Volume 3, Issue 9 - October 2009

Monthly Columnists

Meta data management and its use in enterprise information management has become one of the critical information technology (IT) focuses for both global 2000 corporations and large government agencies. As these entities look to reduce their IT portfolio and control their escalating IT costs they are turning to the technical functionality that a managed meta data environment (MME) can provide them. The organizations that have built well-architected enterprise-wide MME have achieved a tremendous amount of success. Unfortunately, like most popular IT trends, companies are making key mistakes in building and moving forward on their meta data management investments.

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According to a 2003 study by the University of California at Berkeley, about 5 exabytes (an exabyte is roughly the equivalent of 1,000 petabytes, 1 million terabytes, or 1 billion gigabytes) of unique analog and digital information were produced worldwide in 2002, twice the amount produced in 1999. That’s a data explosion equivalent to half a million new libraries the size of the print collection of the Library of Congress, and this number will continue to expand exponentially. Although we haven’t seen any further studies, today – in 2009 – and after the massive use of social networks, such as FaceBook, YouTube, MySpace and Twitter, this number must be incredible! IBM estimates that about 85 percent of all data is unstructured and about 50 percent of the unstructured data is duplicated. Therefore, any discussion about a data strategy is incomplete without formulating a tactic for maintaining unstructured data.

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Many enterprise information management (EIM) or data management projects don’t live up to their potential. EIM technology (data dictionaries, meta data management products, data modeling, data warehousing and business intelligence, data quality) have been around for a long time. Enterprise Data Management is a mature field, even if it has been called by different names, and the field is founded on strong principles. The approaches are well-structured, cover a wide variety of situations and have worked well for many organizations. Additionally, project management processes, tools and technologies are mature and well established. So the question arises, why do data management projects / programs fail?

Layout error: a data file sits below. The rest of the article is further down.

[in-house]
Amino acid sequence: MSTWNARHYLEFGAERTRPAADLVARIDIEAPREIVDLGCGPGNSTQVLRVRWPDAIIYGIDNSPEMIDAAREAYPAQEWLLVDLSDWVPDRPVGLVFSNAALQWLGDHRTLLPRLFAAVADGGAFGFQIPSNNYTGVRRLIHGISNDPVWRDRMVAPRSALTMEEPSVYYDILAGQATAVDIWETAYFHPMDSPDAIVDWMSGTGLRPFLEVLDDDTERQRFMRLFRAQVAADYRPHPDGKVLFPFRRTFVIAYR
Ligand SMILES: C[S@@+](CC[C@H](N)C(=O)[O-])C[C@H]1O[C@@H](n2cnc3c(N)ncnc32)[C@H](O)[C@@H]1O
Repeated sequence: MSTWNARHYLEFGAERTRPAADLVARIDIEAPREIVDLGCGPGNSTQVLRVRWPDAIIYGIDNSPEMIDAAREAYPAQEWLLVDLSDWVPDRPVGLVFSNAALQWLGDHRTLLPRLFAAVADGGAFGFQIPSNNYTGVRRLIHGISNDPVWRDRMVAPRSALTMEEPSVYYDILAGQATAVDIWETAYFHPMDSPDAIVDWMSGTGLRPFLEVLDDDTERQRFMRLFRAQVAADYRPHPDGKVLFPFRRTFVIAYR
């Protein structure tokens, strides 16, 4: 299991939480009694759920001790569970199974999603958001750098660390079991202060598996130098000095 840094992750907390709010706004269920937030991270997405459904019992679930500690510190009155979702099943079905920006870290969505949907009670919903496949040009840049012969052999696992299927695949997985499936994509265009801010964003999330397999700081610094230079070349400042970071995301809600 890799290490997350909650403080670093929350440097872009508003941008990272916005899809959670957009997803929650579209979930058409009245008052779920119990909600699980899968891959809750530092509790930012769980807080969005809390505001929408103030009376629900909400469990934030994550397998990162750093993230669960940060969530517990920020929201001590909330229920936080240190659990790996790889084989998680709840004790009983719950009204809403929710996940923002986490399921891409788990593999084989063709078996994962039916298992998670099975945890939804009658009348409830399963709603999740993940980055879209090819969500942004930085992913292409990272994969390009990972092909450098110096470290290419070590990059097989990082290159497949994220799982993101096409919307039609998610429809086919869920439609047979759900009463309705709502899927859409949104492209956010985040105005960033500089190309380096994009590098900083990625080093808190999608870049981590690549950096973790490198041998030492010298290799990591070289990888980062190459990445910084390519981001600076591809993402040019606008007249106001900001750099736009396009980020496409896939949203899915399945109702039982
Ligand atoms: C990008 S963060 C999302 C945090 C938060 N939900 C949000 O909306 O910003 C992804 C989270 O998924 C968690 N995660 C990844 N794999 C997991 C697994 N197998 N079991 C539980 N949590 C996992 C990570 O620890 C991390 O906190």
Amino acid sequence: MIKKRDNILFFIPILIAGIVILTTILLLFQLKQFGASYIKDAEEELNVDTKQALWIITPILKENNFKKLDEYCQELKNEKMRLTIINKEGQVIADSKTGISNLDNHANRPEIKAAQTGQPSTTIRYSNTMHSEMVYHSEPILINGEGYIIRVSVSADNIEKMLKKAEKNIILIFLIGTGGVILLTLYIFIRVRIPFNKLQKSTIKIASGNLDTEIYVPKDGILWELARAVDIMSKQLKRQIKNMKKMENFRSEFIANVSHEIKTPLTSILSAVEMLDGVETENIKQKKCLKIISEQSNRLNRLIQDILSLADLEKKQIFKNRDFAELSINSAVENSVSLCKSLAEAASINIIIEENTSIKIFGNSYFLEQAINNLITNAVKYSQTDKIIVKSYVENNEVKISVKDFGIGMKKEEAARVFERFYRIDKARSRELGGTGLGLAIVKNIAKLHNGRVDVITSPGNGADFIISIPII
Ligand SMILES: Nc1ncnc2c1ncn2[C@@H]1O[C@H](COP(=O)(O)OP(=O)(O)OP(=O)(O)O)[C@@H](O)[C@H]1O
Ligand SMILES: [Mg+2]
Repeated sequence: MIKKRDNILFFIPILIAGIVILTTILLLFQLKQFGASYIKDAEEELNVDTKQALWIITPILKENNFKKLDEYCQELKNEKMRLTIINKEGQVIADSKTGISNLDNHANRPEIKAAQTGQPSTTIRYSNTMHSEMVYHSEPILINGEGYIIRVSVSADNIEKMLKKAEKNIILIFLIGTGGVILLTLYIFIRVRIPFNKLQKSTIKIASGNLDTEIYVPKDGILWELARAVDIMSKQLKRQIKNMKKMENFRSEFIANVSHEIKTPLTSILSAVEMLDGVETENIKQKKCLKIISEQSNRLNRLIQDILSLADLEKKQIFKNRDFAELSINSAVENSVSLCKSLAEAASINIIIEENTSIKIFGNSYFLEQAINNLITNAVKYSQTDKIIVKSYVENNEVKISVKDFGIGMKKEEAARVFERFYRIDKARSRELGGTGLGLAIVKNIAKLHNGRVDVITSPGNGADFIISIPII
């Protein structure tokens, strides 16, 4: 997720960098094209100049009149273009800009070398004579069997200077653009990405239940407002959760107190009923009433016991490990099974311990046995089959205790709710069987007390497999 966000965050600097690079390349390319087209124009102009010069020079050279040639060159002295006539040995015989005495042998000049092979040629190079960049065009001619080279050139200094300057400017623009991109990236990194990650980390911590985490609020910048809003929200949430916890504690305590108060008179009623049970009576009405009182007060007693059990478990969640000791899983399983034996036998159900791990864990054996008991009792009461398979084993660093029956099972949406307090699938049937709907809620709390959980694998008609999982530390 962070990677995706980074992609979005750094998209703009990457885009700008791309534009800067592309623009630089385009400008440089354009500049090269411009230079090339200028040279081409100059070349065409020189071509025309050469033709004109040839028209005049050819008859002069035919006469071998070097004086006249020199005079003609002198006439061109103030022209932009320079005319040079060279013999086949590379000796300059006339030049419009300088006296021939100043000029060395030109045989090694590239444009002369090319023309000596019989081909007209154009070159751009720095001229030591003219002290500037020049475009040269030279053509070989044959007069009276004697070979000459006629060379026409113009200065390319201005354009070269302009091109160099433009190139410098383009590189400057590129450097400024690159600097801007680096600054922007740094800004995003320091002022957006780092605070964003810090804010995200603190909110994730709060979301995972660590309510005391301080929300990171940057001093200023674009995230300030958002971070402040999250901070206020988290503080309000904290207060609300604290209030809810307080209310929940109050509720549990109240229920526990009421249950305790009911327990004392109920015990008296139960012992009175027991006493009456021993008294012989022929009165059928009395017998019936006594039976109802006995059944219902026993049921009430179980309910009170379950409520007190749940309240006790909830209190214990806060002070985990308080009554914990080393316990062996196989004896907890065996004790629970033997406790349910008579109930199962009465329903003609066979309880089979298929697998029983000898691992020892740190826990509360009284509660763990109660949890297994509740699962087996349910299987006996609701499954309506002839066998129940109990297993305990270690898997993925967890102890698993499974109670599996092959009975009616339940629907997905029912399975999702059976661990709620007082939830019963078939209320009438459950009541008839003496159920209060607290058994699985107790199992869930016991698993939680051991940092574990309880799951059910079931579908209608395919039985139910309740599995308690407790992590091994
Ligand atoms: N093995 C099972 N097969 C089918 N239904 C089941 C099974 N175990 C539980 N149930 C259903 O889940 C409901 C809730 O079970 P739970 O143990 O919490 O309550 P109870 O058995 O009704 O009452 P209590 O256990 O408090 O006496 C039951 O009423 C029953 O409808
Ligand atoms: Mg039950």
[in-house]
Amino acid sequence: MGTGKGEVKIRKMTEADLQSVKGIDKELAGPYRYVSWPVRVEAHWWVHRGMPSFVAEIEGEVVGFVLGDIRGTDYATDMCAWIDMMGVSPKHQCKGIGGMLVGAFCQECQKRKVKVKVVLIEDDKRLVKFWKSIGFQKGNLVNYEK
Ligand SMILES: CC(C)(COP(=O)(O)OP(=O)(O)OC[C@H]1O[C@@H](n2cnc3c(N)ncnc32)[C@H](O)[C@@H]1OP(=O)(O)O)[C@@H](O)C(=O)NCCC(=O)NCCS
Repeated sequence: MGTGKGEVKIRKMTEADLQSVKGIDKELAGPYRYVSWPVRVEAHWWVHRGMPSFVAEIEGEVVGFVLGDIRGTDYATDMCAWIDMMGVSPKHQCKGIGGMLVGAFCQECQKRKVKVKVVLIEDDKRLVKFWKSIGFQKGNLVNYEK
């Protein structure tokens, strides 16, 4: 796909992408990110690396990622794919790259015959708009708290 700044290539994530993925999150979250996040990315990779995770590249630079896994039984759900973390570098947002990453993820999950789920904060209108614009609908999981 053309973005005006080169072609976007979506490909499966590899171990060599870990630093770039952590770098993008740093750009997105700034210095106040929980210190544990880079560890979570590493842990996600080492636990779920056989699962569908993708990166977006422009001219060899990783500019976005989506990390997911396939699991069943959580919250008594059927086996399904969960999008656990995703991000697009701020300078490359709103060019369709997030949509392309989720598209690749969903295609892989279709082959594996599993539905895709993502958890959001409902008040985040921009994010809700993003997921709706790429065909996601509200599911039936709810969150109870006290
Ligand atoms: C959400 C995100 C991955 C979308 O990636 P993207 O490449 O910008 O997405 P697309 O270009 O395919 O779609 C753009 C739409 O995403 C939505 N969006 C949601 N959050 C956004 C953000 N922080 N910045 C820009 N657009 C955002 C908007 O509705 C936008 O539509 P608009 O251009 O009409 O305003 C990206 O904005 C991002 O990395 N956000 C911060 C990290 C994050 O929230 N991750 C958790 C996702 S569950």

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Letter From The Editor

October EIMInsight Magazine begins with a two part series by David Marco where he looks at the importance of Meta data management and its use in enterprise information management.   Also, Larissa Moss discusses the large amount of unstructured data and the need to maintain this data and Anne Marie Smith identifies seven causes for success in enterprise information management.

EIMInsight each month provides you with critical information intended to assist you with your current and future EIM projects.  Regardless of the size of your project, there are several elements that remain critical to your project’s success and EIMInsight Magazine is a resource to identify those elements and to provide you with real world solutions.

We invite you to join EIMInstitute, it’s free and it will provide you with a wealth of research now and in the future. Articles are constantly added to the archives and resource portals, so join us now!

Also, please visit our Library where you will have access to current and past columns which will provide you with insight for current and future projects.  To find an article written by one of our monthly columnists go to Meet The Experts, where we provide access to each columnist’s contributed EIMInsight articles.

If you have any questions or comments about the magazine or the institute, please contact Cindy Klima at cklima@EIMInstitute.org.

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